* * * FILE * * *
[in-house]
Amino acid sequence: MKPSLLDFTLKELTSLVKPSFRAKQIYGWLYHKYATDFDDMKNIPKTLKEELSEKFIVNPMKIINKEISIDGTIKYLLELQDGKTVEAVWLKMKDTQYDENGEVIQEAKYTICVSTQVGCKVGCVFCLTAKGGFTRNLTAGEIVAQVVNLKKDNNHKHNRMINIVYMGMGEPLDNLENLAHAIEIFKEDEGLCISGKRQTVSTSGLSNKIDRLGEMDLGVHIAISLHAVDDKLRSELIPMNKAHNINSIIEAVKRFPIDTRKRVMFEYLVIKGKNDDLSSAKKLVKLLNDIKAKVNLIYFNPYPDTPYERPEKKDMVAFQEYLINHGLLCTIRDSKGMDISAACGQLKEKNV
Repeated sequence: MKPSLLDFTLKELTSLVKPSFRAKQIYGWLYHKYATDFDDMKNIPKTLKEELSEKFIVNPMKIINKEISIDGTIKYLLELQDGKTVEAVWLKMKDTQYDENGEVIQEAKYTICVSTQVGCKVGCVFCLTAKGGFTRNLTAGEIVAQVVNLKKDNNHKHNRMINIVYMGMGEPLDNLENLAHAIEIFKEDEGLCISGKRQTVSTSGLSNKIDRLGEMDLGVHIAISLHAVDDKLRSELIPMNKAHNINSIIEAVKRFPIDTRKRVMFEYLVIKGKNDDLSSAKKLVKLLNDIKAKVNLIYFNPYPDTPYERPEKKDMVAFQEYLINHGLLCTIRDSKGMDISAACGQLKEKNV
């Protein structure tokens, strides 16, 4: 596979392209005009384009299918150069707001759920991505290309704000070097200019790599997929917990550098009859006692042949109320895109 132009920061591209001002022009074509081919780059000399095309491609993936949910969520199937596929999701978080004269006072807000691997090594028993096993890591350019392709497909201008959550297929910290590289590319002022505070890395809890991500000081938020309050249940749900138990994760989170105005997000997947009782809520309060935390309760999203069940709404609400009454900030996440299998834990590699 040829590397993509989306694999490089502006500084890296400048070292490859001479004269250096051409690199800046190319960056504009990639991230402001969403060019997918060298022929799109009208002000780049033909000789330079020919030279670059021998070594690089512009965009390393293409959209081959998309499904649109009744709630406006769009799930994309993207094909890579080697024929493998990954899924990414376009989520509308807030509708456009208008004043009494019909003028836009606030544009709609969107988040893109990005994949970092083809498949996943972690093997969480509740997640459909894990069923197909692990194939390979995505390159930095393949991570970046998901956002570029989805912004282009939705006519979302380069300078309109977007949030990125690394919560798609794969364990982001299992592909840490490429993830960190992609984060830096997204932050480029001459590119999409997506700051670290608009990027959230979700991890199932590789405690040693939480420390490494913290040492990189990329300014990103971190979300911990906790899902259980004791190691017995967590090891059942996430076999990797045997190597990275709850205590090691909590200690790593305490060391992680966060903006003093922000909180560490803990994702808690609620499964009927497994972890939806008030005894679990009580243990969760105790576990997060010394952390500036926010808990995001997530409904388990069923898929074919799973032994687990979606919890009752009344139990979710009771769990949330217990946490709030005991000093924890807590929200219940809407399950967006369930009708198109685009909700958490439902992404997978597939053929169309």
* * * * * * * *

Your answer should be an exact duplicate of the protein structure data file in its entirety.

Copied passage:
[in-house]
Amino acid sequence: MKPSLLDFTLKELTSLVKPSFRAKQIYGWLYHKYATDFDDMKNIPKTLKEELSEKFIVNPMKIINKEISIDGTIKYLLELQDGKTVEAVWLKMKDTQYDENGEVIQEAKYTICVSTQVGCKVGCVFCLTAKGGFTRNLTAGEIVAQVVNLKKDNNHKHNRMINIVYMGMGEPLDNLENLAHAIEIFKEDEGLCISGKRQTVSTSGLSNKIDRLGEMDLGVHIAISLHAVDDKLRSELIPMNKAHNINSIIEAVKRFPIDTRKRVMFEYLVIKGKNDDLSSAKKLVKLLNDIKAKVNLIYFNPYPDTPYERPEKKDMVAFQEYLINHGLLCTIRDSKGMDISAACGQLKEKNV
Repeated sequence: MKPSLLDFTLKELTSLVKPSFRAKQIYGWLYHKYATDFDDMKNIPKTLKEELSEKFIVNPMKIINKEISIDGTIKYLLELQDGKTVEAVWLKMKDTQYDENGEVIQEAKYTICVSTQVGCKVGCVFCLTAKGGFTRNLTAGEIVAQVVNLKKDNNHKHNRMINIVYMGMGEPLDNLENLAHAIEIFKEDEGLCISGKRQTVSTSGLSNKIDRLGEMDLGVHIAISLHAVDDKLRSELIPMNKAHNINSIIEAVKRFPIDTRKRVMFEYLVIKGKNDDLSSAKKLVKLLNDIKAKVNLIYFNPYPDTPYERPEKKDMVAFQEYLINHGLLCTIRDSKGMDISAACGQLKEKNV
């Protein structure tokens, strides 16, 4: 596979392209005009384009299918150069707001759920991505290309704000070097200019790599997929917990550098009859006692042949109320895109 132009920061591209001002022009074509081919780059000399095309491609993936949910969520199937596929999701978080004269006072807000691997090594028993096993890591350019392709497909201008959550297929910290590289590319002022505070890395809890991500000081938020309050249940749900138990994760989170105005997000997947009782809520309060935390309760999203069940709404609400009454900030996440299998834990590699 040829590397993509989306694999490089502006500084890296400048070292490859001479004269250096051409690199800046190319960056504009990639991230402001969403060019997918060298022929799109009208002000780049033909000789330079020919030279670059021998070594690089512009965009390393293409959209081959998309499904649109009744709630406006769009799930994309993207094909890579080697024929493998990954899924990414376009989520509308807030509708456009208008004043009494019909003028836009606030544009709609969107988040893109990005994949970092083809498949996943972690093997969480509740997640459909894990069923197909692990194939390979995505390159930095393949991570970046998901956002570029989805912004282009939705006519979302380069300078309109977007949030990125690394919560798609794969364990982001299992592909840490490429993830960190992609984060830096997204932050480029001459590119999409997506700051670290608009990027959230979700991890199932590789405690040693939480420390490494913290040492990189990329300014990103971190979300911990906790899902259980004791190691017995967590090891059942996430076999990797045997190597990275709850205590090691909590200690790593305490060391992680966060903006003093922000909180560490803990994702808690609620499964009927497994972890939806008030005894679990009580243990969760105790576990997060010394952390500036926010808990995001997530409904388990069923898929074919799973032994687990979606919890009752009344139990979710009771769990949330217990946490709030005991000093924890807590929200219940809407399950967006369930009708198109685009909700958490439902992404997978597939053929169309």